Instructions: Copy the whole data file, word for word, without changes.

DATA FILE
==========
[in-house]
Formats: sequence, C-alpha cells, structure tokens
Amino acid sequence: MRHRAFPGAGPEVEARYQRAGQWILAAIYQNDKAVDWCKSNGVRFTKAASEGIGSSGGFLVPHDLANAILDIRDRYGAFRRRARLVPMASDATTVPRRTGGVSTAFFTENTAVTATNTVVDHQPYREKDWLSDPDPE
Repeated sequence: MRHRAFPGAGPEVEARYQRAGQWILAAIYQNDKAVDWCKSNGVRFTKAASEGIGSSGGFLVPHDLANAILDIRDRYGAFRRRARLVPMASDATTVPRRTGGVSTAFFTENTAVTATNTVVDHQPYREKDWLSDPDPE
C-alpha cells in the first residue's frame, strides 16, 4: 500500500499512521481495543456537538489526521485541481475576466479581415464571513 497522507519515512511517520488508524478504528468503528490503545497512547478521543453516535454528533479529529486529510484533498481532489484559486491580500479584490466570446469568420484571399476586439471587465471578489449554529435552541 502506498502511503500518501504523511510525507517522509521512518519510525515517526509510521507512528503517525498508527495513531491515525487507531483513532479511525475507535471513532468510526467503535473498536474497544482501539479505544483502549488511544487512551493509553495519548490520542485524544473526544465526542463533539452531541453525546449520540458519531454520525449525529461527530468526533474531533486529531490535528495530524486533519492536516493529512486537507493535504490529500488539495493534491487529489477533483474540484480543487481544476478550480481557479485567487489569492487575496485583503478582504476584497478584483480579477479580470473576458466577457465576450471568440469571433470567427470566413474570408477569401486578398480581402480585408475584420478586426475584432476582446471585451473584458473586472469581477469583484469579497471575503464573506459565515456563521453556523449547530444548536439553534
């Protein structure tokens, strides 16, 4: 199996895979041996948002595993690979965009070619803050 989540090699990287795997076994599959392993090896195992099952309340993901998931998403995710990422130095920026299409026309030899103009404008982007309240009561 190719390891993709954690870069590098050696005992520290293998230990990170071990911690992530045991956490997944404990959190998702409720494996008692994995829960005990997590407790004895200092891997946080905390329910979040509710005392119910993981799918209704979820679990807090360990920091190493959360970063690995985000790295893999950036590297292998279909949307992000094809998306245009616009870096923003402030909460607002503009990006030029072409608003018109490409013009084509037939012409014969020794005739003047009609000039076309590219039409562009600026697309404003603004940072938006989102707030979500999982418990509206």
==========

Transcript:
[in-house]
Formats: sequence, C-alpha cells, structure tokens
Amino acid sequence: MRHRAFPGAGPEVEARYQRAGQWILAAIYQNDKAVDWCKSNGVRFTKAASEGIGSSGGFLVPHDLANAILDIRDRYGAFRRRARLVPMASDATTVPRRTGGVSTAFFTENTAVTATNTVVDHQPYREKDWLSDPDPE
Repeated sequence: MRHRAFPGAGPEVEARYQRAGQWILAAIYQNDKAVDWCKSNGVRFTKAASEGIGSSGGFLVPHDLANAILDIRDRYGAFRRRARLVPMASDATTVPRRTGGVSTAFFTENTAVTATNTVVDHQPYREKDWLSDPDPE
C-alpha cells in the first residue's frame, strides 16, 4: 500500500499512521481495543456537538489526521485541481475576466479581415464571513 497522507519515512511517520488508524478504528468503528490503545497512547478521543453516535454528533479529529486529510484533498481532489484559486491580500479584490466570446469568420484571399476586439471587465471578489449554529435552541 502506498502511503500518501504523511510525507517522509521512518519510525515517526509510521507512528503517525498508527495513531491515525487507531483513532479511525475507535471513532468510526467503535473498536474497544482501539479505544483502549488511544487512551493509553495519548490520542485524544473526544465526542463533539452531541453525546449520540458519531454520525449525529461527530468526533474531533486529531490535528495530524486533519492536516493529512486537507493535504490529500488539495493534491487529489477533483474540484480543487481544476478550480481557479485567487489569492487575496485583503478582504476584497478584483480579477479580470473576458466577457465576450471568440469571433470567427470566413474570408477569401486578398480581402480585408475584420478586426475584432476582446471585451473584458473586472469581477469583484469579497471575503464573506459565515456563521453556523449547530444548536439553534
């Protein structure tokens, strides 16, 4: 199996895979041996948002595993690979965009070619803050 989540090699990287795997076994599959392993090896195992099952309340993901998931998403995710990422130095920026299409026309030899103009404008982007309240009561 190719390891993709954690870069590098050696005992520290293998230990990170071990911690992530045991956490997944404990959190998702409720494996008692994995829960005990997590407790004895200092891997946080905390329910979040509710005392119910993981799918209704979820679990807090360990920091190493959360970063690995985000790295893999950036590297292998279909949307992000094809998306245009616009870096923003402030909460607002503009990006030029072409608003018109490409013009084509037939012409014969020794005739003047009609000039076309590219039409562009600026697309404003603004940072938006989102707030979500999982418990509206």